With time to kill I had a wander around the neighbourhood, pausing for a while to watch some fellas tarmacing a road. I could look at that sort of thing all day, with the machine being fed lumpy stuff by shovel at the front before excreting a perfectly flat surface out of its back end.

I’m not entirely convinced that the workmen appreciated being photographed by some weirdo and so after a while I left them to it and made my way into the stadium.

I had the usual temperature check and was searched at the turnstile, although not so thoroughly to prevent me taking a couple of cans of coke in with me. Someone handed me a flyer in lieu of a ticket, although with no admission charge it seemed somewhat unnecessary.

The Salyut stadium holds five thousand when full, presumably just in its two stands, each situated along the side touchlines. There wasn’t any provision for spectators behind the goals, but as there was a running track around the artificial pitch that’s probably just as well.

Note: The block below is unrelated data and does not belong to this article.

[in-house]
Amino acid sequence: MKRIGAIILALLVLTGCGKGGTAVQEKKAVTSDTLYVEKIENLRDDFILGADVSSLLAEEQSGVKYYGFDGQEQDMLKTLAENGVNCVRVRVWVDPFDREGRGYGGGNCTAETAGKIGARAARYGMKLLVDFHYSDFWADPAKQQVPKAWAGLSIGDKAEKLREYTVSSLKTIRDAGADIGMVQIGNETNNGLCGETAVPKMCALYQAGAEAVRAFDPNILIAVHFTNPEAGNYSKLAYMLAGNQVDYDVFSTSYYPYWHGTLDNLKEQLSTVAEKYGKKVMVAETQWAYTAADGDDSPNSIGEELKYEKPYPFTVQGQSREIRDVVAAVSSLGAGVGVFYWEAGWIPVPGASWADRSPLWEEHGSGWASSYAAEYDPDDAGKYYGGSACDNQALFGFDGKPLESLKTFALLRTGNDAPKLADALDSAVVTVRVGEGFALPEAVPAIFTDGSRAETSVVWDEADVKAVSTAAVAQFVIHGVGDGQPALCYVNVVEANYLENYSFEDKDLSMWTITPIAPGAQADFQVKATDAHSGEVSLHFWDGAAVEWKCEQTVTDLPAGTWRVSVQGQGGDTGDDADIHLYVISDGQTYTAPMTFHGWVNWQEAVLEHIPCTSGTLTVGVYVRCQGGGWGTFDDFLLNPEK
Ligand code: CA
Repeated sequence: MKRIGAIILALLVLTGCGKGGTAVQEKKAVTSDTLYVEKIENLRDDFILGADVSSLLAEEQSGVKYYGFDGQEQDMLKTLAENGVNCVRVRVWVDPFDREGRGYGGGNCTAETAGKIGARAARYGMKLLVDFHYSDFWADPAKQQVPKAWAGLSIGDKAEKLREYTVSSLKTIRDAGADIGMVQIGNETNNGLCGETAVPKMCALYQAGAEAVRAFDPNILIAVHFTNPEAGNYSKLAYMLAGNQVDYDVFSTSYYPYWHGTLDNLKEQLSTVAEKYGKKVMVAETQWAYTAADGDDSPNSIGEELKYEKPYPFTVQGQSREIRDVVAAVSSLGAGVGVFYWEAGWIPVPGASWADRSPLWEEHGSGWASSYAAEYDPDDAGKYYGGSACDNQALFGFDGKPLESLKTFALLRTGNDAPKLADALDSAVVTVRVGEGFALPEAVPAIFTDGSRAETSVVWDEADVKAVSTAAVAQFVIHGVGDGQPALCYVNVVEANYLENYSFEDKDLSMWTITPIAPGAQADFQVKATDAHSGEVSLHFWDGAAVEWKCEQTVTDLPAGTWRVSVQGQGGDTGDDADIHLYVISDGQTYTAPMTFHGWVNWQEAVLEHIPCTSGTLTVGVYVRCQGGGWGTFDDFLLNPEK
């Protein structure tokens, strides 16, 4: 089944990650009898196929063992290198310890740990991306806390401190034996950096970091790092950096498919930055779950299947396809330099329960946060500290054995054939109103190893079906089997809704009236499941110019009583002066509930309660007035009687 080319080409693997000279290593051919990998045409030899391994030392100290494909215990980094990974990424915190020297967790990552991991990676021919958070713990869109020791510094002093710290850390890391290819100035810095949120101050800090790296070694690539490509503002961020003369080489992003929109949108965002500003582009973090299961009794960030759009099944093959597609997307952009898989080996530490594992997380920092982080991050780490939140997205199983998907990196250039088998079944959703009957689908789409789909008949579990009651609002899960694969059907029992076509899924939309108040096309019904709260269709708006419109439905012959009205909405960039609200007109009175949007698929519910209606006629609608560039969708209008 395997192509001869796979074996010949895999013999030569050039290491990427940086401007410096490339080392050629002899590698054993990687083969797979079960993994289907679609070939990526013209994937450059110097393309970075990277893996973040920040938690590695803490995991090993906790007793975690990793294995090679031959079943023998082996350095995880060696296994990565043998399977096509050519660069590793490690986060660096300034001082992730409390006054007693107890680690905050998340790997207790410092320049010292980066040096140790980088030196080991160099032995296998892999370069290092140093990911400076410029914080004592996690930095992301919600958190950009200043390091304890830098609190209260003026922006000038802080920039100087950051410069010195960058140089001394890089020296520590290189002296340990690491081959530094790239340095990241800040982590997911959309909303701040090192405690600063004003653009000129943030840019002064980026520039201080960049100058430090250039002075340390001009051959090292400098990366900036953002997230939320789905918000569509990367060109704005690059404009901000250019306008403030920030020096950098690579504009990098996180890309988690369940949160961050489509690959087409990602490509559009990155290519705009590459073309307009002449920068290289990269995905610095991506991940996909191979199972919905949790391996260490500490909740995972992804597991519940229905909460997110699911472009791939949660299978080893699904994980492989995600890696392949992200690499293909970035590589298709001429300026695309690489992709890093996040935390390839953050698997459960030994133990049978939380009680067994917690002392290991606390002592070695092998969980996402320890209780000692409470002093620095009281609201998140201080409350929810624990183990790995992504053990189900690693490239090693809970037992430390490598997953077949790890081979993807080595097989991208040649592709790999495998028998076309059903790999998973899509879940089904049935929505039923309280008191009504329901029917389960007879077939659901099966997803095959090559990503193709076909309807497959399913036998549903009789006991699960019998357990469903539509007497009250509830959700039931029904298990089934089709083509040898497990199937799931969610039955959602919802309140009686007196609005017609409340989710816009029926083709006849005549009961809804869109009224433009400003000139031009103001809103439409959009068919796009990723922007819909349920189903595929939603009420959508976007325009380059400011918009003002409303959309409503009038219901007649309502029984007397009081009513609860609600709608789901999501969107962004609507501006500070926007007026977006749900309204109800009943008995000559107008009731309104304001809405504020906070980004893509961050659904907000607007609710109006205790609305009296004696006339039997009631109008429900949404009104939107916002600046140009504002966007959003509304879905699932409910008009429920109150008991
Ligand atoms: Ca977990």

Only one stand was open, the one on the tunnel side and I took a seat towards the centre and in the back row.

My half of the stand filled up significantly and I ended up with a bunch of kids to the front, left and right, some of them squeezed in together tightly enough for them to be sharing two seats between three of them. I thought all of that unnecessarily risky and so moved to the other side of the tunnel where the stand was virtually empty, maybe because it had been designated for the away fans. There were fourteen of them singing fairly constantly in support of Zenit and making a decent racket for the size of their turnout. Plenty of songs seemed to mention Leningrad, so maybe the past name for St Petersburg remains in common use.